A new study has been released by the British Medical Journal, feeding into the seemingly endless quest for an answer on effective treatments for colic. In what is perhaps a telling move, the study was a systematic review of systematic reviews and national guidelines to “assess the effectiveness of four common treatment approaches.” Yes, you read that right, a review of the reviews – and still the news is this: manual therapies come out quite favorably in terms of effectiveness.
Colic, or excessive and unexplained crying in the few first months of an infants life, is a remarkably common condition with estimates varying between 3 and 40% of infants suffering from it, and around one in six families consulting a health practitioner in search of symptom relief .
Among the many challenges with diagnosing and treating colic is the fact that it remains poorly understood . While crying is normal for infants, colic is inconsolable crying for several hours at a time, and “often worse in the evenings.” A challenge for diagnosticians is that there is often “no underlying medical condition” and yet the infant is clearly in distress. Furthermore, it can often be confused for things like “silent reflux, functional gastrointestinal disorder and sometimes infantile headache” in an effort to explain symptoms.
Those with a bit of memory around Australian news and current affairs will remember that this particular issue has been a bit of a political one in the past. That is one factor when it comes to the significance of this study: not only is it casting a microscope across the issue one more time, but it is also making sure that the available data is reliable.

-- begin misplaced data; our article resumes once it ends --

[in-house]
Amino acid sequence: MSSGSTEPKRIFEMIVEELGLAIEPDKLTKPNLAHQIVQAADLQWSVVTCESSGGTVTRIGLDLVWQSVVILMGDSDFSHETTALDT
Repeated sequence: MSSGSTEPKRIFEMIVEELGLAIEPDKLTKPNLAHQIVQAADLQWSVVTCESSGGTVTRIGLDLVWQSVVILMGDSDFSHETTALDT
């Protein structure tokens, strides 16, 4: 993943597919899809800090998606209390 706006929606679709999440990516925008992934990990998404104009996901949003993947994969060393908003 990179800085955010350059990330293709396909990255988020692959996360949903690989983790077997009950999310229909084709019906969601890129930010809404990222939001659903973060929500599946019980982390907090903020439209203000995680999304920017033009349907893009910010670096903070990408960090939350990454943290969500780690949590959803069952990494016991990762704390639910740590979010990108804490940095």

The authors of the review used a common review protocol in order to ensure the eligibility of the studies included in the review (It’s called PRISMA), as there is a massive amount of data out there on this often contentious subject. Eligibility criteria included the following :
The process of finding and culling the studies according to inclusion criteria resulted in 201 studies being culled to 32 in the final selection. In 26 of the 32 studies, crying time was “the most reported outcome.
They considered four treatments for infantile colic: “manual therapy, simethicone, proton pump inhibitors and probiotics.” These were considered of most interest to those who funded the study. The outcomes they were interested in were specifically “crying time, sleep and parental distress, and in addition, where data existed, adverse events for each treatment.”
The full study is well worth a read, as it carries detailed breakdowns of the data included in the final analysis. However, there were a few key takeaways from the systematic review. They included the following:
The topic of series adverse events is a complex one, as there were four adverse events associated with manual therapy turned up in the evidence. It is a difficult area to comment on, as analysis revealed that “in all case reports, these adverse events could not be demonstrated to be a direct effect of cervical HVLA manipulations [that is, high-velocity, low-amplitude adjustments to the upper neck area], rather, they were suspected to be related to missed underlying pathology. No studies reporting on harms after full spine HVLA manipulations were found .”
We are keen to see further data emerge on this issue, but in the mean time, it is nice to see yet another confirmation that chiropractic care may be of assistance to infants and their parents when those first precious weeks of life are marred by colic.